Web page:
Author Topic: How do you combat inflation throughout retirement?  (Read 3421 times)

mike50

  • 5 O'Clock Shadow
  • *
  • Posts: 3
How do you combat inflation throughout retirement?
« on: June 08, 2014, 07:47:05 PM »
Hi everyone,

I'm 44 and I plan on retiring next year with $1.2 million in my savings account. I'm single, have a paid off home in San Diego, and no debt. I can spend around $30k - $45k/year comfortably. Problem is inflation would kill my standard of living as I grow older. I need advice on what I should invest in. I don't need to beat inflation, I just want to stay on pace with it so my standard of living doesn't depreciate + my principal isn't touched. Is this possible and realistic?

Could someone break this down for me?

sol

  • Walrus Stache
  • *******
  • Posts: 8476
  • Age: 42
  • Location: Pacific Northwest
Re: How do you combat inflation throughout retirement?
« Reply #1 on: June 08, 2014, 07:55:18 PM »
The standard retirement advice is that a 4% or less withdrawal rate, taken in the first year of retirement, can be indexed for inflation every year thereafter without running out over the course of a 30 year retirement.  You're 44, and will have social security to supplement your income before your 30 years is up.

4% of 1.2m is $48k/year.  Since your expenses are only 30-45k, you're set.  Take out $45k this year, and next year take out 45k plus whatever next year's inflation number is.  For example, if next year's CPI is 3%, then next year you can safely withdraw 1.03*45k = $46,350.  This protects your standard of living because your withdrawals increase every year.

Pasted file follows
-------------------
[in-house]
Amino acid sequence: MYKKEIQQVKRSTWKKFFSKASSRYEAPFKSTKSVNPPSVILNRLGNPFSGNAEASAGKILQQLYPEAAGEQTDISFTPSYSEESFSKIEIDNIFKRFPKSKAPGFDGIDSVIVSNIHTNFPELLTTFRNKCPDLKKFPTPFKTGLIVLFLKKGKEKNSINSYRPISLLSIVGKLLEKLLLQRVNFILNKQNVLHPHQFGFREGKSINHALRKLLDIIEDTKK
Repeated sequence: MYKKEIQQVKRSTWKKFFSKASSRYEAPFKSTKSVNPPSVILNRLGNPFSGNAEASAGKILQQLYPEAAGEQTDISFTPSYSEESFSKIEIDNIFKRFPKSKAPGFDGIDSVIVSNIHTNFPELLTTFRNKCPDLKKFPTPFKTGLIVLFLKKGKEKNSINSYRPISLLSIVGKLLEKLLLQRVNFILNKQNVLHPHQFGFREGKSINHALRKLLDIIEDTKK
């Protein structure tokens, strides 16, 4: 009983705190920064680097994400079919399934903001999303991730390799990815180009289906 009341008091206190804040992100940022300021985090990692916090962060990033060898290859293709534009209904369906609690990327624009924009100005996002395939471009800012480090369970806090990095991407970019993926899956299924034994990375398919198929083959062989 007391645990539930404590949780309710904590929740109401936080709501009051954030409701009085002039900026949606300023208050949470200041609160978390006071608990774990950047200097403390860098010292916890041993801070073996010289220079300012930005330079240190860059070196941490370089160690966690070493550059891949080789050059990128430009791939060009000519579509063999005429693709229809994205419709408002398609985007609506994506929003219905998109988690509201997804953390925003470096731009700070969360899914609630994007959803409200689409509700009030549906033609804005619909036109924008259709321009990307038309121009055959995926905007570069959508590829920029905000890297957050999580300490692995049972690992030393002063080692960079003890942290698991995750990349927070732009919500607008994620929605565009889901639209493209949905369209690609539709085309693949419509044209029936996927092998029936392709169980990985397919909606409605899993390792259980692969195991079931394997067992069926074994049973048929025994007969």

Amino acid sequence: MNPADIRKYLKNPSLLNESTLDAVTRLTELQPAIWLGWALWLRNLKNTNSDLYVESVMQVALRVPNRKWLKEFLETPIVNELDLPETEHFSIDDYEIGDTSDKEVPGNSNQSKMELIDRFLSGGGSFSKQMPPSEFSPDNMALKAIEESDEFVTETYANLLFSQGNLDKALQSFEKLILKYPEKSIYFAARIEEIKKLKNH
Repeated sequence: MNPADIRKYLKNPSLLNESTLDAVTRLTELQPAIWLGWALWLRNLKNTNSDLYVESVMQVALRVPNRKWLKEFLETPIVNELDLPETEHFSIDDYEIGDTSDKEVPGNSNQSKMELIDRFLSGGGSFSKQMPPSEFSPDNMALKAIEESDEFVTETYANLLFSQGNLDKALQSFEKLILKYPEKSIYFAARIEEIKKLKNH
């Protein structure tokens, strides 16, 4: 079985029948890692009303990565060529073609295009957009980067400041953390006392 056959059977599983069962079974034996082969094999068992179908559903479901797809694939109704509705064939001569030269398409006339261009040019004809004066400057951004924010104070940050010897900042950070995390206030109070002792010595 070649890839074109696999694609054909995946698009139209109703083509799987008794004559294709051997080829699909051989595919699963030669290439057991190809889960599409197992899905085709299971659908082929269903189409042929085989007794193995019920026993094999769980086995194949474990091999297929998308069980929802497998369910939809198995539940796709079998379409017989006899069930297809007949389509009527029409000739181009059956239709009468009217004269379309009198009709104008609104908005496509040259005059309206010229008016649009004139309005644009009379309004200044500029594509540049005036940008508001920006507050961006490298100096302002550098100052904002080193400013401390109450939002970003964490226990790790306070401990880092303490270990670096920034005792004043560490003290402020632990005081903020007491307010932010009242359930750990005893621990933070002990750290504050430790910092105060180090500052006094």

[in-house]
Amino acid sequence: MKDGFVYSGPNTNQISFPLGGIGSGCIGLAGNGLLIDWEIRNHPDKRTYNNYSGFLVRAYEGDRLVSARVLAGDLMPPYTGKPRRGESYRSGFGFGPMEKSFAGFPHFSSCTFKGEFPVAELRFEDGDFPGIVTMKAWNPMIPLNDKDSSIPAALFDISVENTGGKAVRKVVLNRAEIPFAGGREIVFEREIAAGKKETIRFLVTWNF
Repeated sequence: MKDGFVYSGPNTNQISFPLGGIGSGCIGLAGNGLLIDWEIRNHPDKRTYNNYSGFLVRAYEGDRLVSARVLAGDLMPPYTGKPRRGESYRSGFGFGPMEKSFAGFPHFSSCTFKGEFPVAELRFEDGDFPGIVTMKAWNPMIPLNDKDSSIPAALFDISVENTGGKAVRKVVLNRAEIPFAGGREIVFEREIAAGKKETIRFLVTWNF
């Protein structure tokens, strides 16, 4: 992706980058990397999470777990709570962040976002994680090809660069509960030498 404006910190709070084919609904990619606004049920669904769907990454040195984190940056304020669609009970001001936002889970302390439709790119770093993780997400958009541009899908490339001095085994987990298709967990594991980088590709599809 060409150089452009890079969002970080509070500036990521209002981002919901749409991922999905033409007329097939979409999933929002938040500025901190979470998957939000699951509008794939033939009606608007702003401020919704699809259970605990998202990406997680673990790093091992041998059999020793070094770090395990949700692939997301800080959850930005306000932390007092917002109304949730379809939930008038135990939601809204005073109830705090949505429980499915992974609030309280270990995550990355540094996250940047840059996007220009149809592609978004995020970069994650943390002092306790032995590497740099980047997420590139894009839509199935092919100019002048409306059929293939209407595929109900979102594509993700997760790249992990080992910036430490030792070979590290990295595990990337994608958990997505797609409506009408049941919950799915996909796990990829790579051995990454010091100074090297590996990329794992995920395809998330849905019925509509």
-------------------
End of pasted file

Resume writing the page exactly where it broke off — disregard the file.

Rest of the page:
brewer12345

  • Handlebar Stache
  • *****
  • Posts: 1386
Re: How do you combat inflation throughout retirement?
« Reply #2 on: June 08, 2014, 08:00:47 PM »
Invest in a diversified portfolio that will stay ahead of inflation.  It ain't rocket science.

Cheddar Stacker

  • Magnum Stache
  • ******
  • Posts: 3714
  • Age: 40
  • Location: USA
Re: How do you combat inflation throughout retirement?
« Reply #3 on: June 09, 2014, 12:35:50 PM »
Invest in a diversified portfolio that will stay ahead of inflation.  It ain't rocket science.

i.e.-stocks. At least 50% stocks. 75% stocks and 25% bonds will last at least 30 years based on what sol and brewer said.

DoubleDown

  • Handlebar Stache
  • *****
  • Posts: 1989
Re: How do you combat inflation throughout retirement?
« Reply #4 on: June 09, 2014, 12:36:55 PM »
Hi Mike, and welcome.

Yeah, you're likely going to need to move a healthy portion of your $1.2M into some investments with some growth to stay ahead of inflation. If you live for another 40-50 years, inflation could really decimate your savings if you're not getting some decent returns (and clearly you will get next to zero returns in a savings account).

Also, if you literally have $1.2M in a single bank savings account, you are well over the FDIC insurance limits, so make sure to spread your money around in the (probably unlikely) event your bank fails.